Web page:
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Article - 'Background Research and Historical Reference.' by Guest

An item about Plots/Characters posted on Aug 8, 2003

Blurb

A short article aiming to open the reader's mind unto the wonderful world of researching mythology and ancient texts and pillaging them of ideas! Gives hints where to look and how and also about their application.

Body

Background Research and Historical Reference.

By Lord Gremlian

Ok you want to make a game. Take a hero, a villain, a nefarious plot and a party of zany but lovable characters and you’re good to go! However, where most people go wrong is originality. Now, most of you who read that last line most probably are thinking “Ah! This article is to encourage people to be MORE original with their ideas!”, and if so; Wrong. A completely original game would be an incredibly amazing feat to accomplish. And so we borrow from the greats.

Ok, for example I want to make a game about Bert. Bert is an average, run of the mill type hero with his spiky hair and longsword. Now I think “Oh no! Bert is too much like every other hero ever! People will mock me and my game!” and so I scrap the game because I have no clue how to make Bert any less Cliché.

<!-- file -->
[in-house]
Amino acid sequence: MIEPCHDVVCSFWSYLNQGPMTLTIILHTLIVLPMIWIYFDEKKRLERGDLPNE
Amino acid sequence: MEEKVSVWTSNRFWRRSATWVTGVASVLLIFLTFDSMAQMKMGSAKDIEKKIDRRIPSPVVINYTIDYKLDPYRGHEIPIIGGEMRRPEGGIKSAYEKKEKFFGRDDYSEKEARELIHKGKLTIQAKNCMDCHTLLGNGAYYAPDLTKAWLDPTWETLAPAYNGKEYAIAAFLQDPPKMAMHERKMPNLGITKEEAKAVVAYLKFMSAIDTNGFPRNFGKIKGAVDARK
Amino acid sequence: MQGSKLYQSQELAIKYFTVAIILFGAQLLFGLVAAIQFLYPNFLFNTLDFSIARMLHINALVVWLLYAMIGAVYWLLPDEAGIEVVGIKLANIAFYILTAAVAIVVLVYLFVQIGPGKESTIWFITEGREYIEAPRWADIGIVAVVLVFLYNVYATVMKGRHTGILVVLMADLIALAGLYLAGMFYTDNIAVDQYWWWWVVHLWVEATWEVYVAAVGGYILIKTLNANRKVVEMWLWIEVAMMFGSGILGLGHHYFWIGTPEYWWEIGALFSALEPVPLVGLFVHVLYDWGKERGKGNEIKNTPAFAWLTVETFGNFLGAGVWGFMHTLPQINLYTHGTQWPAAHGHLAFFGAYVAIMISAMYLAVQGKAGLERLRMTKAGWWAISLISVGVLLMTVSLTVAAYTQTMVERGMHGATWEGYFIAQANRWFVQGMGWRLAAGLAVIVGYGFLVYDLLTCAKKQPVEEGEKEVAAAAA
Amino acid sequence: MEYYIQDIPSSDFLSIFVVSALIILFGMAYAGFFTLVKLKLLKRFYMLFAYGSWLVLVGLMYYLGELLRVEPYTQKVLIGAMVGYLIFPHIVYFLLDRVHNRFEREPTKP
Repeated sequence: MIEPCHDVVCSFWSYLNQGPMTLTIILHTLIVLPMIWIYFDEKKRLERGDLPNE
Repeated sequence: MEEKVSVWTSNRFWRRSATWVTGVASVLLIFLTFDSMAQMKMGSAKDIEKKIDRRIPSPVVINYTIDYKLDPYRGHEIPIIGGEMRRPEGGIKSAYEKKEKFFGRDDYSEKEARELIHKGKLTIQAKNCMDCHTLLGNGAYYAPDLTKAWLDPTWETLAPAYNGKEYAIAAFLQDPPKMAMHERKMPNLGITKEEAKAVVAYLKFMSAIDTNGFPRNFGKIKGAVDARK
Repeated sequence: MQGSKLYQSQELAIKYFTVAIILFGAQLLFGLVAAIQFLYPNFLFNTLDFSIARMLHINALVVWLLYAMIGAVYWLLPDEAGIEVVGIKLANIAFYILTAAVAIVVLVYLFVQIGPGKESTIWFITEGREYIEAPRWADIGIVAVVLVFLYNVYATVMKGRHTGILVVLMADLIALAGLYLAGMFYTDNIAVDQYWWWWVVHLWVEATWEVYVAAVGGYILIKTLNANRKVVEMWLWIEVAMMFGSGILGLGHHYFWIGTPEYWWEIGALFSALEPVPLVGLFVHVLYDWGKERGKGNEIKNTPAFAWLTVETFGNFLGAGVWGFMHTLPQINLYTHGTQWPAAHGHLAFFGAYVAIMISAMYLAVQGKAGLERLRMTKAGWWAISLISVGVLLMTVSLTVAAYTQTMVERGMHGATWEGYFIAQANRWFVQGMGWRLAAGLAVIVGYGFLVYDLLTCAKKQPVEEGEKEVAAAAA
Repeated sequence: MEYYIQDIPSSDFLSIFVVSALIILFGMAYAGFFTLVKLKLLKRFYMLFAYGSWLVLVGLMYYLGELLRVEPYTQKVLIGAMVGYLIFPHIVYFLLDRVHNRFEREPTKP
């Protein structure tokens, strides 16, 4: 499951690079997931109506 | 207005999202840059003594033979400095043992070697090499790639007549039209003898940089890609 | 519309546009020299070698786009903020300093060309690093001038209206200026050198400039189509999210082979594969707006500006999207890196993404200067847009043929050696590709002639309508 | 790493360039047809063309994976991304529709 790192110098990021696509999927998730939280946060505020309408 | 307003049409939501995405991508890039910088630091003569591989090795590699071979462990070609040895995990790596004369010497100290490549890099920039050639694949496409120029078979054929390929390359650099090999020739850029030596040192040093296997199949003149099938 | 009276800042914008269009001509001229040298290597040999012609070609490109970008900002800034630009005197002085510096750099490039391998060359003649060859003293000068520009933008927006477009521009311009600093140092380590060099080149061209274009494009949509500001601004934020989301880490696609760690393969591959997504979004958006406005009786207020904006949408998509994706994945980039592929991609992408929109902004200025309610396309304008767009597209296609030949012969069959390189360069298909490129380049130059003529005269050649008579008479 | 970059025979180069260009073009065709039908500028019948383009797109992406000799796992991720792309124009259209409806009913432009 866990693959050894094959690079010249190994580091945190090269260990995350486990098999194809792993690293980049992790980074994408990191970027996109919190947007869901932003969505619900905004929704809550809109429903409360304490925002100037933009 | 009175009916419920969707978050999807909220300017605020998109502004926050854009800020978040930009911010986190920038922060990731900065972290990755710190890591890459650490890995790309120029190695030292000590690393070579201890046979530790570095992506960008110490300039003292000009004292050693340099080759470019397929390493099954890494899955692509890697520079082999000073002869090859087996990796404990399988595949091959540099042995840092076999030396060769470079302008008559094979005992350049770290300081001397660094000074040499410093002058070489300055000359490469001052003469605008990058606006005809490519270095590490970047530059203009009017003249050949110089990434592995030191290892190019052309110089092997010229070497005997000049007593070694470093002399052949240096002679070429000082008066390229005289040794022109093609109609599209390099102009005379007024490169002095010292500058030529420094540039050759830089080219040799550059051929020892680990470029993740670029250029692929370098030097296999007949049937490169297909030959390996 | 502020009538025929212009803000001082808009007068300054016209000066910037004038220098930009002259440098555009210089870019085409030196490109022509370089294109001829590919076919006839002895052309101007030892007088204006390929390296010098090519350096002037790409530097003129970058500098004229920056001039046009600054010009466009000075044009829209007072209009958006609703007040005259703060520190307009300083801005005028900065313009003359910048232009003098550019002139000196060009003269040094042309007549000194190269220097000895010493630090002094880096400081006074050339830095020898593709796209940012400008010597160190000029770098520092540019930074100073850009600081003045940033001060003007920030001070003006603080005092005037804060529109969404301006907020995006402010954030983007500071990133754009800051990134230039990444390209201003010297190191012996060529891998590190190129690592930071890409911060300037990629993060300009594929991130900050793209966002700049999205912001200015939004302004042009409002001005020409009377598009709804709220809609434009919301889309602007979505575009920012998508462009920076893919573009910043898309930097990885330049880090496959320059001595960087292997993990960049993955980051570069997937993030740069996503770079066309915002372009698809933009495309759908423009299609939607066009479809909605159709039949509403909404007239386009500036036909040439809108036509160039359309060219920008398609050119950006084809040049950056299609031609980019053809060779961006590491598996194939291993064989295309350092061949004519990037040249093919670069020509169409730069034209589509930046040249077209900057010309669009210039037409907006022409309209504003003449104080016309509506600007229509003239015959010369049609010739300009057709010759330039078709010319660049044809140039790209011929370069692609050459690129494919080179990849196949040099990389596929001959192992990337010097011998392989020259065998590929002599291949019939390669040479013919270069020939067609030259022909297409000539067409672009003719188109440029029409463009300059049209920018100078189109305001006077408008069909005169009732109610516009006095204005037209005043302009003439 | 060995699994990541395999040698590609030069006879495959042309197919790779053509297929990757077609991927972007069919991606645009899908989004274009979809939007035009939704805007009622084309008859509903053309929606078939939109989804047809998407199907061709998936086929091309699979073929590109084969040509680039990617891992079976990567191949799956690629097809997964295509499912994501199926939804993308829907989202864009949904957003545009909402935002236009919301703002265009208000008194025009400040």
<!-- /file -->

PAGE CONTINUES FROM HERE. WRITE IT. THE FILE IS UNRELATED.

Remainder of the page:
After an hour I pick up the book “Faust”. I flick through the pages of that legendary epic and think, “Sigh. I wish I could design a hero as original as Faust.” (Yes. I actually think “Sigh.”). Then the idea clicks…how many of you out there have read Faust? Heard of it? Hehe I assumed so. So if I DID take some of the features from it…you really wouldn’t know would you? But what about the people who have…wont you mock me? On the contrary! Faust is a sheer work of art, one of the finest plays of all time and over a thousand years old. You’d be pleased to see that someone else had read the book, adapting parts of it and so on.

Take the book “Doctor Faustus” by Christopher Marlowe. Faust, having been written in the Dark Age and as such would be impossible to read without a translation, isn’t really accessible to the common man. Marlowe in the 16th century said something along the lines of “Bugger that. Ima translate me this ‘ere play and adapt it! Mwahah! None shall know and it will look like all my own work!!” And henceforth Doctor Faustus was born. This play almost rivals the original in its use of language, content and sheer dramatical effect. People who have read both state that “There will be only one truly great adaptation of Faust, and when the copy is lost people will shout ‘here lies Doctor Faustus.” After all, mimicry is the best form of flattery. And he who laughs last laughs BEST. Well ok that had nothing to do with the paragraph but it sounds funny. Yes. Yes indeed.